Water-Cooled Borg Cube, Part 2: Radiator

aka Bob is assimilated by his Borg Cube...

After a lot of futzing around over planning, I decided to start out building the radiator. This is the largest assembly I have to find room for, but its the easier of the two fabrication jobs, the other being the reservoir. In the fine tradition of procrastinators all over the world, I like to save the hard parts for last!

The raw heater core is an ungainly beast...
A Dremel with cutoff wheel and a torch are all it takes to get rid of those silly pipes...
Next I made a pattern out of posterboard for my radiator shroud. The shroud will make the radiator more efficient, because it ducts fan air over the entire surface (better than just bolting the fan directly to the core), and it will clean up the overall appearance of things. I think if you were feeling seriously fabrication-challenged, you could just use the posterboard, or perhaps polystyrene sheet such as one finds in hobby shops for modellers. I wanted something a little more permanent for Borg Cube.
See how this will work? The two tabs on the outside will be used to mount the shroud, and hence the fan and radiator, to the case.
A second piece goes on the inside of the radiator. We'll bolt a 120mm fan to this piece when its all said and done.
Downstairs in the garage (wife hates Dremel activity in her kitchen), we've taped the patterns down on the copper sheet and run a Sharpie around the edge.
The outlines are traced. Note how quickly the acid on my fingers is tarnishing the edges where I've held the sheet. We're going to need to paint or protect this stuff somehow when done!
The Dremel is a Case Modder's universal tool...
How the Flying Nun would look if she was a radiator...
Trial fitting the holes. Things came out pretty close for me. Remember, tracing the pattern means your copper will be larger than the posterboard model, so you have some margin for error. Just make sure you're cutting on the line!
I used this metal straight edge and the table as a bending brake.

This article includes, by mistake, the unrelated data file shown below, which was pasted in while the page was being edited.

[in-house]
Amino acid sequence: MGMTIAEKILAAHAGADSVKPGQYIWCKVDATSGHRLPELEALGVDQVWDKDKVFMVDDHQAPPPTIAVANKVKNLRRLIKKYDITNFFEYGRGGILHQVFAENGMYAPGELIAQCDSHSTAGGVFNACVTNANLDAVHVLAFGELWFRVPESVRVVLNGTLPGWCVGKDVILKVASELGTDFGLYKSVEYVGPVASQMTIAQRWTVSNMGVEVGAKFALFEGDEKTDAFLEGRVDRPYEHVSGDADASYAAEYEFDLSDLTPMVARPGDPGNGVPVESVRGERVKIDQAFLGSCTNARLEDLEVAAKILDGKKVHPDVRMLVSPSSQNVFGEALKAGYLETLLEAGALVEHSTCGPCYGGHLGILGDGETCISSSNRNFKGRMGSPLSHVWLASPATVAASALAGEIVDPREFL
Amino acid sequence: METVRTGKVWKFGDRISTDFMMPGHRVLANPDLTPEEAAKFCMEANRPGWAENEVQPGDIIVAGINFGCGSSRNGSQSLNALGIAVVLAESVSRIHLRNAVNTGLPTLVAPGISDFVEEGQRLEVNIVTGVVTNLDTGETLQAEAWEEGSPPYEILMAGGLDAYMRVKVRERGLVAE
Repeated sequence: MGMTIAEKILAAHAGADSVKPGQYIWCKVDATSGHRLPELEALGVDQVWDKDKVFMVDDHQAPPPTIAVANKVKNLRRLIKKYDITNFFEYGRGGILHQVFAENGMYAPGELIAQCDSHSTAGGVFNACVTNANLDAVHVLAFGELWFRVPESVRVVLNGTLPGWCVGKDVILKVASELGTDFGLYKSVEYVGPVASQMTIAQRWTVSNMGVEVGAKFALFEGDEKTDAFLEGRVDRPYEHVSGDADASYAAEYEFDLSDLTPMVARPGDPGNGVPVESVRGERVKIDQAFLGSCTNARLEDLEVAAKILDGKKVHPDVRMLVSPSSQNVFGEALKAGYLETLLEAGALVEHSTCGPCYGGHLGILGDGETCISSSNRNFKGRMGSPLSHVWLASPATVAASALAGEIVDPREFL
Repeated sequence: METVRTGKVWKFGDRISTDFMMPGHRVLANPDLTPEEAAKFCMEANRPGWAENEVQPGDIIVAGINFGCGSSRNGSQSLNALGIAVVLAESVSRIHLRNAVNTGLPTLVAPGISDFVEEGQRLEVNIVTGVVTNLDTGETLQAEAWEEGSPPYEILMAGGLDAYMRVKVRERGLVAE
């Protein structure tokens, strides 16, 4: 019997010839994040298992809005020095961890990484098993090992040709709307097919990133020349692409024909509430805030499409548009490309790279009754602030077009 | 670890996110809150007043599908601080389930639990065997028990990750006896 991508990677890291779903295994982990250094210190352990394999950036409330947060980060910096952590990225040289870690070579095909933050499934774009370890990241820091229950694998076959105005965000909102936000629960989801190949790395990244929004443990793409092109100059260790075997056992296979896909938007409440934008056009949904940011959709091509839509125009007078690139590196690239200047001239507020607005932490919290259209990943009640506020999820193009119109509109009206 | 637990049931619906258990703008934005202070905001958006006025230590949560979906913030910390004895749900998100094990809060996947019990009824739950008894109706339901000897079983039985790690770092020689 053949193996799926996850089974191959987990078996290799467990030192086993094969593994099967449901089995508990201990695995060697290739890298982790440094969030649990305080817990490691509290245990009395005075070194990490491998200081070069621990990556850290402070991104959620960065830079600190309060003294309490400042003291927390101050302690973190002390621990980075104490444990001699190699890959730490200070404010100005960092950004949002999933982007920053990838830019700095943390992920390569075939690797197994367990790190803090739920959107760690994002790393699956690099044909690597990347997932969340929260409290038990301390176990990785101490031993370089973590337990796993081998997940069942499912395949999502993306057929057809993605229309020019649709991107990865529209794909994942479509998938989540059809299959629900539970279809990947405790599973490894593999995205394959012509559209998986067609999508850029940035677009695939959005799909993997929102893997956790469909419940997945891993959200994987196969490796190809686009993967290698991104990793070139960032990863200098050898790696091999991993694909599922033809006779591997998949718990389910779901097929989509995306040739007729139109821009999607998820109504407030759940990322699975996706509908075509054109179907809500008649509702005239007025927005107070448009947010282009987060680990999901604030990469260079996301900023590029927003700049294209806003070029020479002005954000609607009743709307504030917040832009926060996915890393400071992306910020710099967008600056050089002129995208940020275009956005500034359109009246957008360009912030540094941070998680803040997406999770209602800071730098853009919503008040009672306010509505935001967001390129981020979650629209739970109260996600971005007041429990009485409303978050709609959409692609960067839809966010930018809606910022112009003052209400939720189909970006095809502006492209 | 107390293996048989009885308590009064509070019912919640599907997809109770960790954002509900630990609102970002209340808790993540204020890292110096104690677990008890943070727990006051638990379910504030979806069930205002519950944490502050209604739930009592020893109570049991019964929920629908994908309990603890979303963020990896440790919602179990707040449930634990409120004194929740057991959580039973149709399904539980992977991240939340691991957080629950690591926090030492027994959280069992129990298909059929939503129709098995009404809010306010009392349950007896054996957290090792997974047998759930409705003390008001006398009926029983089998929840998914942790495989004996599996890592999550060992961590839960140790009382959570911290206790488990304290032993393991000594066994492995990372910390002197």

Isn't she lovely?
Pretty near done cutting and folding. You can also see the block off plates I JB welded over the original inlet/outlet holes.
As a finishing touch, I decided to create an edge detail using aluminum (that's al-u-min-i-um) angle bracket. The best way to do this (I know, because I tried separate pieces before my brother suggested this) is to bend it out of a single piece. So, you takes your Dremel and cuts 90 degree vees at the appropriate places, then you bend it. To finish, I used a little piece of the angle stock and some JB weld. You can see I'm using my nifty corner clamp (purchased to make square acrylic boxes for the rest of this activity) to make sure it stays square. I also arranged that the corner getting the glue is the one that'll be hidden by the case, but it turned out fine. No worries...
Yours truly drilling a series of holes in the side of the frame. You can't imagine how much easier this is with a drill press.
Next step was to glue copper sheet to the inside of the angle bracket setup with JB Weld (handy stuff that JB Weld). Note the holes I drilled in the angle bracket before hand. You'll see the purpose momentarily.
Here's what it winds up looking like. I still have to drill the hole for the 120mm fan, but we're about done with this piece. I think the allen head bolts give it a nice industrial feel--good for Borg. Incidentally, the radiator stands a bit proud of the shroud for clearance reasons. I lose a little bit of the heater core cooling area, but not much on a percentage basis. Just the increased efficiency of shrouding will offset that versus cable tying a fan to the core.

I'm not gonna drill that fan hole until I decide how much to polish the copper, clear coat the copper, and in general am 99% ready to mount this thing in the case. I'm still pondering different weird fan possibilities too.

In any event, check out this little goodie sitting in front. What do you suppose that is?

Why, that's a Swiftech MCX462 air cooling block that I'm going to modify into the coolest frickin' water block you've ever seen!

Woot! I wound up blowing off the copper because I came up with a better idea. After seeing how well my UFO Mod came out, I wanted to do a radiator shroud out of plexi. The plan is to frost it, and light it internally with a 4" cold cathode. You can see here how far I've gotten.

Here's the fan I'll mount on the front of it:

Here's how the radiator looks assembled in plexi...

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All material 2001-2006, Robert W. Warfield.